To cut a long story short, he paid half price and grabbed the entire plot. I was expecting a grand temple to be raised on the land we had donated. I was hoping to be invited as the chief guest to inaugurate the temple since my contribution was legendary. My name should be recorded as the land donor in some corner of the holy premises for future generations and history to remember me. Instead of constructing a temple, the tenant built his double-storey house and sold the ground floor to a fellow trader. His magical story-telling conned me – it was fabricated to soften the god-loving and god-fearing guy in me. The tenant is still alive, and I wish to meet him someday and ask how it feels to fool people in the name of God and religion.
There was another tenant who always said his business was down though I found new stock whenever I went to his shop. He used to sell innerwear and T-shirts. For several years I picked up clothes to adjust with the rent. He was happy not to pay any rent. I was not a landlord who forced him to pay but a benevolent one who arrived as a customer at his store with rent receipts as gift vouchers to redeem. He complimented me, called me handsome whenever he saw me wearing the T-shirt from his shop. He promised to get me more fancy stuff every month. Soon other tenants began their woeful narrative of poor business to make me buy something from their shops as well. One tenant ran a gift store and he expected me to have lots of girlfriends to buy something for their birthdays and Valentine Day. He was a soft toy specialist who wanted to offload teddy bears and puppies, those heart-shaped red balloons, and cute busty dolls.
Since it was hot inside the market, the tenants got together to raise demands for air-conditioning without accepting any hike in rent. They complained to their business association. The president and the secretary found it an opportunity to interfere and lord over. One afternoon, the tenants took off their sweat-soaked shirts and sat half-naked in front of the collapsible main gate. The local media crew invited to cover their bulging bellies while they raised fists and slogans, seeking an end to this torture. They called the market complex a blast furnace, a gas chamber, and what not. They decided to look for a cheaper solution when a hike in rent was proposed again. They hired a local jobless engineer to supervise the breaking of the concrete roof to install exhaust fans for cooling, without the approval of the property owner.
I was surprised to find my name splashed in the local tabloid. Some quotes were attributed to me though I did not utter a single word. I was projected as a torturous, inhuman, insensitive landlord whose black hands needed to be broken and burnt.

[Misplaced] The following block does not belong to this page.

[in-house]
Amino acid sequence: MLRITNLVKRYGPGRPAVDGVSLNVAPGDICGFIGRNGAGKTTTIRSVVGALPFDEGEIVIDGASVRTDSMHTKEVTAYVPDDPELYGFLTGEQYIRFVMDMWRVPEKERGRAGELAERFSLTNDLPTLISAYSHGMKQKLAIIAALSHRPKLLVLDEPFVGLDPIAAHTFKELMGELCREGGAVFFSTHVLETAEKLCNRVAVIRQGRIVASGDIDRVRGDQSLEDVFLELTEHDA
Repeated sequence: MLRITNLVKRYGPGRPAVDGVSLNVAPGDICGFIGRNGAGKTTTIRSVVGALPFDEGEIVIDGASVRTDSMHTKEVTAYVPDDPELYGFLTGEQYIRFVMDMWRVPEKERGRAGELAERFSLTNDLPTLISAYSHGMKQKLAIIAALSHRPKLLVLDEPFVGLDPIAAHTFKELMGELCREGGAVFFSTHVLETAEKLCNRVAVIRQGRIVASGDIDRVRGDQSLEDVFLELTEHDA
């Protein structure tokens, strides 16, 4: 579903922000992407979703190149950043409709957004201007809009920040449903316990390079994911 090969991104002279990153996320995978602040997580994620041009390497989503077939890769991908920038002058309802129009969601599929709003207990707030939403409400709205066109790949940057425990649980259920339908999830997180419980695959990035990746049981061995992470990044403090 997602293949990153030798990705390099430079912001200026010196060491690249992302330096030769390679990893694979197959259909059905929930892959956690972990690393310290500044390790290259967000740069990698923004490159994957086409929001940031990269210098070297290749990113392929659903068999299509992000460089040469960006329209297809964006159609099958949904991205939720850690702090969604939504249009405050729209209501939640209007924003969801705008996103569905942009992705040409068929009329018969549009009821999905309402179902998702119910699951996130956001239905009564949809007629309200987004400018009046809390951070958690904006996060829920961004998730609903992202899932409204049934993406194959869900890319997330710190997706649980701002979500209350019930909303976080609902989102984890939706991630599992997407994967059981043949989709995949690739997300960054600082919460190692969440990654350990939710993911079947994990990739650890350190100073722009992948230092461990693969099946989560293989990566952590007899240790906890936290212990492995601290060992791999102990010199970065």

My effigy going up in flames is a memorable sight that amuses me even today. It is a rare distinction that I should add to my resume. Some of my local friends and girlfriends found me not a nice guy to know after this – a debauched, exploitative landlord from the ignoble past. All the allegations flying around soiled my reputation. Those who knew me well also knew the people who were sponsoring these protests – the affluent business families who wanted to grab the prime property by making it difficult for us, creating adverse situations that compelled us to flee for the safety of our lives. It was a learning exercise to get dubbed as a notorious villain who did not have any traces of humanity left in him. The importance of smear campaign and negative publicity gave a clear idea of how to use it cleverly in advertising to edge past your competitors.
I cannot wrap up without mentioning one tenant who ran a wine shop. I had to go to his liquor shop to collect rent. Many respected people, bhodrolok types including my tutors saw me in front of the crowded wine store. They spread the news that I was a spoilt brat who had started frequenting the liquor shop after my father’s untimely death. I did not stop going to the wine store despite negative publicity as I liked looking at the fancy bottles. Such intoxicating stories brewed in the small town and many well-wishers supported and justified by saying Sardarjis start drinking early. The relationship between perception and reality is a dicey one. It is a different story that I have not started drinking yet!
Devraj Singh Kalsi works as a senior copywriter in Kolkata. His short stories and essays have been published in Deccan Herald, Tehelka, Kitaab, Earthen Lamp Journal, Assam Tribune, and The Statesman. Pal Motors is his first novel.